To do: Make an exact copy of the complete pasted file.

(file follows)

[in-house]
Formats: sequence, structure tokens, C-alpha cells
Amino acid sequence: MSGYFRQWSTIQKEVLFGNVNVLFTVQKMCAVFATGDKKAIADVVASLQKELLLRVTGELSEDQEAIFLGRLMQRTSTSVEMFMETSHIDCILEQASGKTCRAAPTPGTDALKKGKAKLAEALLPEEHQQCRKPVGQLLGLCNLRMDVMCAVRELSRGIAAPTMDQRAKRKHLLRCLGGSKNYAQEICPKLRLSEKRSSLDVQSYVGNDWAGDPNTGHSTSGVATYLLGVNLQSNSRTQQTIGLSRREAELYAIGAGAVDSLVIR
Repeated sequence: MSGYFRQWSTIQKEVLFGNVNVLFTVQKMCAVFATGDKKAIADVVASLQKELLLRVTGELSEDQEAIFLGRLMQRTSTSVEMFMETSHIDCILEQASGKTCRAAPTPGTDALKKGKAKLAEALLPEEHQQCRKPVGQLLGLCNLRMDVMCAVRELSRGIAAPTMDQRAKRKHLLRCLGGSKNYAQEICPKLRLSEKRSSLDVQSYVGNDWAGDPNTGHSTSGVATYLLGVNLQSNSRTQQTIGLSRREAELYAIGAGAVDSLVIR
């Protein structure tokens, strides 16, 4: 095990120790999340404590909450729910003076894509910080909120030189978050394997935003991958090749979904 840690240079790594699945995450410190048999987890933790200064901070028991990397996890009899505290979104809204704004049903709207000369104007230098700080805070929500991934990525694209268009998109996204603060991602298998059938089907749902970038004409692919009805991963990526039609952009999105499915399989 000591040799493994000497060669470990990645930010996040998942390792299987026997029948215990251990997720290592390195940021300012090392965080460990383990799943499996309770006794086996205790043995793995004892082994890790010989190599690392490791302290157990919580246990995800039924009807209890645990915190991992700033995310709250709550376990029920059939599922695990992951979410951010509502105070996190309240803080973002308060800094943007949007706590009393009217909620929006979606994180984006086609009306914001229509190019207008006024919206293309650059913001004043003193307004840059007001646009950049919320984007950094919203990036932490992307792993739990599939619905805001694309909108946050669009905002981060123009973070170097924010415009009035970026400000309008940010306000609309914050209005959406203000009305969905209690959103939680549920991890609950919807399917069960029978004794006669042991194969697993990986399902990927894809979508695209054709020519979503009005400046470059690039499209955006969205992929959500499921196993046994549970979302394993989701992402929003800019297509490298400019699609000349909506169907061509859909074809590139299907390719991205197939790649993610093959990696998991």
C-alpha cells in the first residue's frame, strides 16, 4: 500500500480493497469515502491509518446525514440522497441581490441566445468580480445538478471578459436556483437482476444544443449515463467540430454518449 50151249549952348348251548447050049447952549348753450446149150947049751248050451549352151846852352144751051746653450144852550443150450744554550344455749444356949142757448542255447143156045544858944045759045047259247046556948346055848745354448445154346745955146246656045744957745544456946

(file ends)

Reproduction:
[in-house]
Formats: sequence, structure tokens, C-alpha cells
Amino acid sequence: MSGYFRQWSTIQKEVLFGNVNVLFTVQKMCAVFATGDKKAIADVVASLQKELLLRVTGELSEDQEAIFLGRLMQRTSTSVEMFMETSHIDCILEQASGKTCRAAPTPGTDALKKGKAKLAEALLPEEHQQCRKPVGQLLGLCNLRMDVMCAVRELSRGIAAPTMDQRAKRKHLLRCLGGSKNYAQEICPKLRLSEKRSSLDVQSYVGNDWAGDPNTGHSTSGVATYLLGVNLQSNSRTQQTIGLSRREAELYAIGAGAVDSLVIR
Repeated sequence: MSGYFRQWSTIQKEVLFGNVNVLFTVQKMCAVFATGDKKAIADVVASLQKELLLRVTGELSEDQEAIFLGRLMQRTSTSVEMFMETSHIDCILEQASGKTCRAAPTPGTDALKKGKAKLAEALLPEEHQQCRKPVGQLLGLCNLRMDVMCAVRELSRGIAAPTMDQRAKRKHLLRCLGGSKNYAQEICPKLRLSEKRSSLDVQSYVGNDWAGDPNTGHSTSGVATYLLGVNLQSNSRTQQTIGLSRREAELYAIGAGAVDSLVIR
């Protein structure tokens, strides 16, 4: 095990120790999340404590909450729910003076894509910080909120030189978050394997935003991958090749979904 840690240079790594699945995450410190048999987890933790200064901070028991990397996890009899505290979104809204704004049903709207000369104007230098700080805070929500991934990525694209268009998109996204603060991602298998059938089907749902970038004409692919009805991963990526039609952009999105499915399989 000591040799493994000497060669470990990645930010996040998942390792299987026997029948215990251990997720290592390195940021300012090392965080460990383990799943499996309770006794086996205790043995793995004892082994890790010989190599690392490791302290157990919580246990995800039924009807209890645990915190991992700033995310709250709550376990029920059939599922695990992951979410951010509502105070996190309240803080973002308060800094943007949007706590009393009217909620929006979606994180984006086609009306914001229509190019207008006024919206293309650059913001004043003193307004840059007001646009950049919320984007950094919203990036932490992307792993739990599939619905805001694309909108946050669009905002981060123009973070170097924010415009009035970026400000309008940010306000609309914050209005959406203000009305969905209690959103939680549920991890609950919807399917069960029978004794006669042991194969697993990986399902990927894809979508695209054709020519979503009005400046470059690039499209955006969205992929959500499921196993046994549970979302394993989701992402929003800019297509490298400019699609000349909506169907061509859909074809590139299907390719991205197939790649993610093959990696998991």
C-alpha cells in the first residue's frame, strides 16, 4: 500500500480493497469515502491509518446525514440522497441581490441566445468580480445538478471578459436556483437482476444544443449515463467540430454518449 50151249549952348348251548447050049447952549348753450446149150947049751248050451549352151846852352144751051746653450144852550443150450744554550344455749444356949142757448542255447143156045544858944045759045047259247046556948346055848745354448445154346745955146246656045744957745544456946